What’s in a name? The name’s Liddell, Stephen Liddell.

Today is one of those days where I had a whole slew of subjects that I could write about but one thing led to the other which is why I am here writing about Robert Burns, the famous Scottish poet whose birth was celebrated on January 25th as it is every year.  Or actually I’m not, as Burns is said to be an ancestor of mine.  We both write, don’t you see the connection is obvious!  Which led me in a round about way to talk about my surname, Liddell, and where we came from.

My blood is definitely multi-cultural but whereas multi-cultural in modern Britain is more likely to mean Indian, Carribean or Polish mine is altogether less exotic unless of course you are reading this in some distant land then you may be thinking that this Stephen guy is just too exotic sounding to be true.

It’s just that my multi-cultural heritage is all from a rather concentrated area and how much genetic influence each one has one my make-up is questionable to say the least.  From what I can tell my bloodlines all emanate from within the British Isles with just a smattering of Viking to spice things up a little.

Beautiful Snowdonia in North Wales. Home of mountains, slate mines and sheep.

From one blood line I have deviations to North Wales and the beautiful rugged Snowdonia region.  Related to this is a branch of the family who no more recently than 150 years ago came from Ireland.  Of course that does not mean that they are really Irish any more than I am really British.  Although the more famous and recent history is that Britain ruled Ireland, if you go back further in time you’ll see that the Irish spent much time occupying and raiding western Britain.  They caused us hell after the Romans left and it took centuries to fight them off before the Normans turned the tables and started fighting them on their own turf.   Most likely Irish and British come from the same area, either just west of Birmingham or from the Great Rift Valley in eastern Africa, whichever takes your fancy.

Frosty mid winter Stonehenge

We are still obsessed with the sun but that’s only because we don’t get that much.

Another blood line comes from South Western England, not far from Stonehenge and it is not inconceivable that centuries past they were either Saxon or Welsh too.  Individual people didn’t move around very much until the late 19th Century but national boundaries did.   One thing is for sure, somewhere deep inside me if Stonehenge is anything to go buy I have the ability to build some really cool and long lasting structures.  If you want a genuine stone-age monument in your garden, just let me know.  I can promise it will look stone-age but not that it will last thousands of years but then that bloodline has probably been watered down somewhat.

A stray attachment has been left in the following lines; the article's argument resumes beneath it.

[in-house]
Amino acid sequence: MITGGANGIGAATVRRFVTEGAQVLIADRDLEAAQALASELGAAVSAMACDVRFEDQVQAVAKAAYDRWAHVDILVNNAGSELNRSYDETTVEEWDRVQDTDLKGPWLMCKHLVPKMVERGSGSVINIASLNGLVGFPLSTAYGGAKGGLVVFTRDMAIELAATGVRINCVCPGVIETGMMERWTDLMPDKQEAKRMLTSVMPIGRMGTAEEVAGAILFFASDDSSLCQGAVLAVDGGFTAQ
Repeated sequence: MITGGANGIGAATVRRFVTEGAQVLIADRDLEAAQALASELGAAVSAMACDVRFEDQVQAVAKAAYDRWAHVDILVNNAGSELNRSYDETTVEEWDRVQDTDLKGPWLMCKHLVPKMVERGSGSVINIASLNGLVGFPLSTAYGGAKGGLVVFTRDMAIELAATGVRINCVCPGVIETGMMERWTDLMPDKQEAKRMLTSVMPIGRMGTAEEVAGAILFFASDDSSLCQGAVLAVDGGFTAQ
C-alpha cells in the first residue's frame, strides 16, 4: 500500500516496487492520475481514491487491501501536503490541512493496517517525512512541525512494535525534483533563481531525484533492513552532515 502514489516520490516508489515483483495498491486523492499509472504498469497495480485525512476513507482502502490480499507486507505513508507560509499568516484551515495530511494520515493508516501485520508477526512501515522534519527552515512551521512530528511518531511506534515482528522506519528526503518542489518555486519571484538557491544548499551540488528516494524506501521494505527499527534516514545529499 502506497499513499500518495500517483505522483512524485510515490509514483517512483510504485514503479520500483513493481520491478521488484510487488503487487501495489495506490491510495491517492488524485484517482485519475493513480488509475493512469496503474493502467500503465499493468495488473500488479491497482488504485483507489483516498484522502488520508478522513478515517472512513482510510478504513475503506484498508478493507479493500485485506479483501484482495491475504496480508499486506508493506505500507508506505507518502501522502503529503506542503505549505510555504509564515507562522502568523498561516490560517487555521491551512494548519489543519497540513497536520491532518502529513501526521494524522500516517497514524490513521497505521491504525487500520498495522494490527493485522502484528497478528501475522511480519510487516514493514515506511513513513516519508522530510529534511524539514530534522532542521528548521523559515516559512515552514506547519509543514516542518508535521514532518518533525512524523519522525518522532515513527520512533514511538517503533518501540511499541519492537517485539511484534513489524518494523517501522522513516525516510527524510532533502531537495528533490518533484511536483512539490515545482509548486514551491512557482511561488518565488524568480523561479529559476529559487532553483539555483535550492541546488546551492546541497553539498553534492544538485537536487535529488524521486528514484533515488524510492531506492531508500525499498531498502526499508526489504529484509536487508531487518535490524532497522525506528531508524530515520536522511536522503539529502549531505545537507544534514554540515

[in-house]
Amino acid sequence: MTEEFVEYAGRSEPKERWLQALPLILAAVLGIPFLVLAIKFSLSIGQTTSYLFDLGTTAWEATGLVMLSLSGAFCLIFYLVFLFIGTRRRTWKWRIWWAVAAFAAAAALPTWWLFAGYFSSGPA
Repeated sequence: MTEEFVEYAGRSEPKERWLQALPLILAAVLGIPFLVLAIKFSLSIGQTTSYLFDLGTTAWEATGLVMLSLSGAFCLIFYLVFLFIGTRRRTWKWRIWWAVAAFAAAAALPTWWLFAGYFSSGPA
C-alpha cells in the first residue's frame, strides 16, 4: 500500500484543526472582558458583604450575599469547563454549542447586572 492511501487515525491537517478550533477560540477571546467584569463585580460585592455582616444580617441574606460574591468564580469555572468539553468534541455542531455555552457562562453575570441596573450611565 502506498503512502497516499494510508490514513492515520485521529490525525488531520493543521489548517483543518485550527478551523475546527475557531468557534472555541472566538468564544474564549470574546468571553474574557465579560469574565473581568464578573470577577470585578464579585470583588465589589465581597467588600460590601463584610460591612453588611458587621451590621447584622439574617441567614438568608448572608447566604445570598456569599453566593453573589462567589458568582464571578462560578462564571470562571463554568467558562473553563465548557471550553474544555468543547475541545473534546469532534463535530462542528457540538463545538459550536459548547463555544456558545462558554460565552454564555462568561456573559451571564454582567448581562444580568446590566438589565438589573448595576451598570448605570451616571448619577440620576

War of the roses

The War of the Roses, The House of York is white and the House of Lancaster is red.

Another branch of the family comes from Lancashire which for those not in the know is a county just above the northern cities of Manchester and Liverpool.  A lot of my family came from the new industrial centres in the Industrial revolution where they used to make the worlds supply of cotton products.  In the 19th Century one went onto to be a leading physicist and another architect.  I’d quite like to live in Lancashire and from the War of The Roses when the two great Houses fought each other for the crown of England in a Game of Thrones-esque saga it is no doubt where I gained my love of Red Roses from.  Perhaps my family lived close to the border though as I also like white roses.   I don’t have any family from Yorkshire but that’s most likely because no-one has delved deeply enough.

The modern day England/Scotland border with the Liddel river forming part of the border itself.

The final part of my jaunt through family origins is that of my surname, Liddell.  Liddell is an old Anglo-Saxon name.  We come from the borders between England and Scotland from a particular valley where the river Lidell still flows to this day.  Liddells are a relatively rare name in Great Britain as a whole but are relatively common in the sparsely populated counties of Cumbria and Northumberland in England and Dumfries-shire and Roxburghshire in Scotland.  Northumberland in particular used to be the most important kingdom in Britain and ruled most of the country from Edinburgh in Scotland hundreds of miles down to central England but them being the violent sort they refused to acknowledge the new Norman rulers which led to much of the country being virtually wiped out and even today, that combined with the harsh weather and landscape means it is an isolated though maybe most beautiful part of England.    Like Scotland, Northumbria also has its own bagpipes and tartans as well as wonderful and famous ballads, most of them sounding very sad to reflect the history and wild nature of the area.

Liddell Strength Castle

Liddell Strength Castle or what remains of it.